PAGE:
Under the umbrella of the GSP, each of the three partner institutions is actively engaged in the research process. As the academic research institution, USC spearheads the process by providing IRB oversight, data analysis tools, and support from a large network of research professionals. CHLA coordinates the logistical management and training of local data collectors. Operation Smile provides research staff and access to the study populations necessary to conduct these types of clinical research initiatives.
This collaboration also allows sustainable research capacity to be built within existing institutional infrastructures. For example, the International Family Study relies heavily on in-country data collection conducted by local research staff and on partnerships with local co-investigators to lead ethical reviews and ensure quality data collection. In countries where Operation Smile centers exist, CHLA and USC provide research training for local staff on study protocols, data collection, ethics, confidentiality, and sample collection. In cities where local researchers are based, established institutions are approached for partnership and are engaged in the intellectual development of the study in the interest of involving scientists from underserved regions. Within the context of a diagonal model of health care delivery (i.e., a model in which specially focused care and short-term solutions are balanced with long-term investments in capacity and infrastructure), this engagement creates a broader academic culture of investigation and can inspire new topics and methodologies for research.5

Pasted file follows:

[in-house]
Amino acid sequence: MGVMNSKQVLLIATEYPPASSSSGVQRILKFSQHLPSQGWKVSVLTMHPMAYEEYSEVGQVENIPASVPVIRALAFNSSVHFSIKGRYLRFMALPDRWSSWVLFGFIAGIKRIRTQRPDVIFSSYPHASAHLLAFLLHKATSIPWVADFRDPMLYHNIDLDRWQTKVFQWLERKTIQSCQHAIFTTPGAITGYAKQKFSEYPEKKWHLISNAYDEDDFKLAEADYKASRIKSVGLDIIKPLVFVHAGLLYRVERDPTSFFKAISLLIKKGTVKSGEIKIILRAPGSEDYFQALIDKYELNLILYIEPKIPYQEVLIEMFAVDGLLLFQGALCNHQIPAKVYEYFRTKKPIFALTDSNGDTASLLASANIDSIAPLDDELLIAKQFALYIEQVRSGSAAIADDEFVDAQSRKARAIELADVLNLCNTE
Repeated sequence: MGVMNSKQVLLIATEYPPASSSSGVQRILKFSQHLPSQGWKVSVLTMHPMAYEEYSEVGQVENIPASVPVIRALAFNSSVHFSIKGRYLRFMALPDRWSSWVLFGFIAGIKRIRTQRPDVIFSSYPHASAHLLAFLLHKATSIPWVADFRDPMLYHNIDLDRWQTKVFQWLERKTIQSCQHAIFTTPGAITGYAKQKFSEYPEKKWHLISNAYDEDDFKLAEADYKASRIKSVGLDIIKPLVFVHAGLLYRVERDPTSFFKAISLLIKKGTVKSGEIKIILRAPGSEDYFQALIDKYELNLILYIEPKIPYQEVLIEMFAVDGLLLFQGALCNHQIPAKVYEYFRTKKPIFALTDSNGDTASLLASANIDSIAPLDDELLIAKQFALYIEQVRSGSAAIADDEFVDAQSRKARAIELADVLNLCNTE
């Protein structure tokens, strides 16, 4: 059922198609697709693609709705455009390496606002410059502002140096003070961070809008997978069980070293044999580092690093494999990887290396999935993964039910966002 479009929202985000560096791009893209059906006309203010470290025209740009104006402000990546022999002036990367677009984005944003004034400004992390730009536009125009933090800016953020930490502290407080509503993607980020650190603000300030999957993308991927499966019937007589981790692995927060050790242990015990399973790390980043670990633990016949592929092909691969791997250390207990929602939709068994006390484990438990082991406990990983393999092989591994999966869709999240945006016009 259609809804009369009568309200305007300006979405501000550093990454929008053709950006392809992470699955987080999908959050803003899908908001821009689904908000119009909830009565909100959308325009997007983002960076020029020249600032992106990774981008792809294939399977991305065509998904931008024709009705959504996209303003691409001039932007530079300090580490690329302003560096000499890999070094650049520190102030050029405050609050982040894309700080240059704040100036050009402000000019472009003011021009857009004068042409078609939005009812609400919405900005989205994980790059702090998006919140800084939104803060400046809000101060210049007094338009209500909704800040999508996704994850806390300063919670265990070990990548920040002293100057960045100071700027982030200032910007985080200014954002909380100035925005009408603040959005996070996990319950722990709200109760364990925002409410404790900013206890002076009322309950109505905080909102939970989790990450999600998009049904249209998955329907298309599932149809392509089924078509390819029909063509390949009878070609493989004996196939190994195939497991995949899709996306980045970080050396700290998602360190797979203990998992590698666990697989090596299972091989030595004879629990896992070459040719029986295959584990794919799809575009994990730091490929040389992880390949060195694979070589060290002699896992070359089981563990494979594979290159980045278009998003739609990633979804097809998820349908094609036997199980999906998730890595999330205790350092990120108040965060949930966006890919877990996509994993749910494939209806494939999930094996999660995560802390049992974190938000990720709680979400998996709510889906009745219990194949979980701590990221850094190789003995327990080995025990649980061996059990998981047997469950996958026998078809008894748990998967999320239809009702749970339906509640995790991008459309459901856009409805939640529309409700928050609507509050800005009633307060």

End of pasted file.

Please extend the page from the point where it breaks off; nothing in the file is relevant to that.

Every year, Operation Smile conducts nearly 172 surgical missions to treat children with cleft lip and palate and other facial deformities in over 60 countries. The nonprofit organization mobilizes medical volunteers to provide assistance in all aspects of surgical care delivery during these missions. Each mission involves up to 60 medical personnel and relies on both international and local clinicians with expertise in plastic surgery, anesthesia, nursing, and pediatric care. After short-term missions, local Operation Smile staff continue postsurgical care and follow-up appointments for up to one year in collaboration with local nonprofit organizations or foundations.
Through the GSP, senior physicians, surgical residents, and medical students from CHLA and USC are recruited to serve as volunteers with Operation Smile and are provided with the opportunity and infrastructure to gain experience in global health. As mentioned above, Tsao fellows complete a large portion of their international surgical training and graduate research work through Operation Smile missions. To date, the three fellows combined have participated in 13 international missions in countries including China, Vietnam, Mexico, India, and the Philippines, and operated on 684 patients. The procedures performed included primary cleft lip repair, primary cleft palate repair, alveolar cleft repair, and ear reconstruction.